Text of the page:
BOB GARFIELD: Critics of the media -- this show more than most -- have long dined out on the embarrassing excesses and the appalling deficits of TV news. We never tire of ridiculing its superficiality, its sensationalism, its obsession with horse race politics over substantive policy, dead bodies over legislative ones, profit over probity. Then came September 11th. America, amid the horror, saw a breathtaking display of journalistic virtuosity on broadcast and cable alike. Exhaustive, expansive, responsible, restrained, inquisitive, sensitive and even oddly comforting -- the television networks cleared the decks, sacrificed at least 400 million dollars in advertising revenue and performed in a fashion verging on the heroic. Monica Lewinsky. Gary Condit. Who the hell are Monica Lewinsky and Gary Condit? It was a revelation to see that when real news happens, news of life and death consequence for the entire world, television still knows what to do in matters not only of substance but of tone. In the immediate aftermath of the World Trade Center attacks, TV hit every note.
Now the United States is headed into a war. What sort of war we can scarcely guess. But a war nonetheless. For the foreseeable future amid death and destruction, the nation will be relying on television. This is not time to backslide. But in the past few days there have been some discordant notes.
DAN RATHER ON DAVID LETTERMAN:But I couldn't feel stronger, David, that this is a time for us -- and I'm not preaching about it -- George Bush is the president. He makes the decisions, and-- you know as just one American-- wherever he wants me to line up, just tell me where.
BOB GARFIELD: On David Letterman's program, CBS News anchor
DAN RATHER declaring something like unconditional fealty to the president. As someone once said, this will not stand. Crisis or no crisis, it is not a news anchor's job to uncritically accept the leadership of any politician. Rather the opposite. It's his job to question everything. In Baltimore, WBFF-TV required its anchor teams to pledge on air their full support for the government's actions. WJLA in Washington has a new slogan: God Bless America. And each of the networks has incorporated into its graphic elaborate, ostentatious displays of the American flag.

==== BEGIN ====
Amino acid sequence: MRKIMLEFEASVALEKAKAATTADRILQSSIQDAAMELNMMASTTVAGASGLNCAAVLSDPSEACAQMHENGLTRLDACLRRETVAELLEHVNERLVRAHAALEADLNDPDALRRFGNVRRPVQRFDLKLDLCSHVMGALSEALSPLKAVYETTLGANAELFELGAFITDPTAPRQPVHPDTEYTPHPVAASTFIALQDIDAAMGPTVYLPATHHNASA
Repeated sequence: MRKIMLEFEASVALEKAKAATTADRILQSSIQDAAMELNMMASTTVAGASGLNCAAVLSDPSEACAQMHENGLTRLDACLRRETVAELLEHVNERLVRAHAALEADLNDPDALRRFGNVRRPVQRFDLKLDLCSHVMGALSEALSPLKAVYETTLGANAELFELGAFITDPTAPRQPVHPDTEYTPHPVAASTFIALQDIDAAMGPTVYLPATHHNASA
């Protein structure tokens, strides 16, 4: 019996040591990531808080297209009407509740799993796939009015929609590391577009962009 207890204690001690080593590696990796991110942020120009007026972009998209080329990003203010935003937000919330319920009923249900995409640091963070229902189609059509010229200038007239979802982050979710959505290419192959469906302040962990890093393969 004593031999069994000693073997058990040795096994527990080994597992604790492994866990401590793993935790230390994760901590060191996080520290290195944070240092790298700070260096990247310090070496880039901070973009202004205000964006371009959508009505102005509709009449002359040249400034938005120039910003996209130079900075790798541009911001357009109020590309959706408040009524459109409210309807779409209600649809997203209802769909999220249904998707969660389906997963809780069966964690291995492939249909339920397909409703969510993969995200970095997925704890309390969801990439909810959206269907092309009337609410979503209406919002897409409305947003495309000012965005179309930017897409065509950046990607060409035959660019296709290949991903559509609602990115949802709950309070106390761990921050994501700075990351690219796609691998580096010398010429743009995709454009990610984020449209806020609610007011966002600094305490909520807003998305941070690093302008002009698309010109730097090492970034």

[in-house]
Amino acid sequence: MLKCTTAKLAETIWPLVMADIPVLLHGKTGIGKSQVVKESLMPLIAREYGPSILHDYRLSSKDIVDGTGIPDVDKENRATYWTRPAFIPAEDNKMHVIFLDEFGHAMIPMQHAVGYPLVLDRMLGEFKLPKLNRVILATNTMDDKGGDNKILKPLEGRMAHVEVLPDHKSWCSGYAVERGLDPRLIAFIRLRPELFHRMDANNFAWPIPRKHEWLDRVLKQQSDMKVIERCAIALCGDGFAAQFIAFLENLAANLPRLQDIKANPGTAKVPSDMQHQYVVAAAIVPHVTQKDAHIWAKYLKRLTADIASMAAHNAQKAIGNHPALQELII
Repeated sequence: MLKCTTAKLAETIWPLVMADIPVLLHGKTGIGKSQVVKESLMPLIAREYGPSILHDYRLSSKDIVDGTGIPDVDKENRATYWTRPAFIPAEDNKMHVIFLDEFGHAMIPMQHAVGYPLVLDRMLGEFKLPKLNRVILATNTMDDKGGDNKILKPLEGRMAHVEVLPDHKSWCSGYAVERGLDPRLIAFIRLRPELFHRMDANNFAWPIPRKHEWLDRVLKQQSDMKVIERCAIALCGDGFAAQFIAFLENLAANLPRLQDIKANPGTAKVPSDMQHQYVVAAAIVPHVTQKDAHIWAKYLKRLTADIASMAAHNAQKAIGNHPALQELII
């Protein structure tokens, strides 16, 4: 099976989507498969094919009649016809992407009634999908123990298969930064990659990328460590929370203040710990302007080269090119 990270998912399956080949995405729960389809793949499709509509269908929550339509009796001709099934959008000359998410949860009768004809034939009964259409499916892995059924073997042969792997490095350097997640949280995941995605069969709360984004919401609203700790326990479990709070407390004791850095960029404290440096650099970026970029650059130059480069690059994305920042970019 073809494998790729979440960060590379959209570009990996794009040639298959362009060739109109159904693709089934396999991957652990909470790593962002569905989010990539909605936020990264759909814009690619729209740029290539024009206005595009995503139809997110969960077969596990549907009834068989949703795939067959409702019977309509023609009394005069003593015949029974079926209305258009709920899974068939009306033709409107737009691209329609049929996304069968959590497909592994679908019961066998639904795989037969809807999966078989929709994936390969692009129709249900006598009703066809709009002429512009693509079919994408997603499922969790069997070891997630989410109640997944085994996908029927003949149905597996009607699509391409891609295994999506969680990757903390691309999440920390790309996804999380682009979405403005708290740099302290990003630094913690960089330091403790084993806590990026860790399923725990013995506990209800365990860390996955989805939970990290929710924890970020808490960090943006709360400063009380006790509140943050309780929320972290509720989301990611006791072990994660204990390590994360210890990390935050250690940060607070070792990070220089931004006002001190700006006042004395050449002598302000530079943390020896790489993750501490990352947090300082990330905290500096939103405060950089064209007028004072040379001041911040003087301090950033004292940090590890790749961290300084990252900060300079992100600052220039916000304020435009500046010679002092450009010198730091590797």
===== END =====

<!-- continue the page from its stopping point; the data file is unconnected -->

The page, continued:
This isn't hard to understand. In times of war and tragedy, choked for the right words, so many of us turn reflexively to the flag. In our ineloquence we rely on it to express our patriotism, determination and solidarity. Symbols are powerful, of course, and satisfying. But what they offer in simplicity they lack in depth. Lapel pins and God Bless America may reflect something of how we feel but do nothing to parse the complexities of what we think. Not to put too fine a point on it, serving the public and service democracy involves more than rallying around the flag. Didn't we learn a lesson in the Gulf War? Reporters in televised briefings were roundly despised by the public for badgering the military with questions, but the resulting reporting tended to take the government at its word. Only later did we discover that the Pentagon lied about bomb damage assessments and the efficacy of Patriot Missiles time and again. This isn't about mindless contrarianism or arrogance or cold disrespect. The issue is objectivity and credibility.
If TV news wants to be genuinely patriotic, it must continue to be the skeptical voice envisioned by the country's founders. Journalism's job is to unravel, not to unfurl. [MUSIC]
BOB GARFIELD:That's it for this week's show. On the Media was produced by Janeen Price and Katya Rogers; engineered by Scott Strickland, and edited by Brooke. Our web master is Amy Pearl. Special thanks to NPR's New York Bureau and especially to New York's Public Television Station Channel 13.
BROOKE GLADSTONE:Mike Pesca is our producer at large; Arun Rath our senior producer and Dean Cappello our executive producer. Bassist/composer Ben Allison wrote our theme. You can listen to the program and get free transcripts at onthemedia.org and e-mail us at email@example.com. This is On the Media from National Public Radio and WNYC in beautiful New York City. I'm Brooke Gladstone.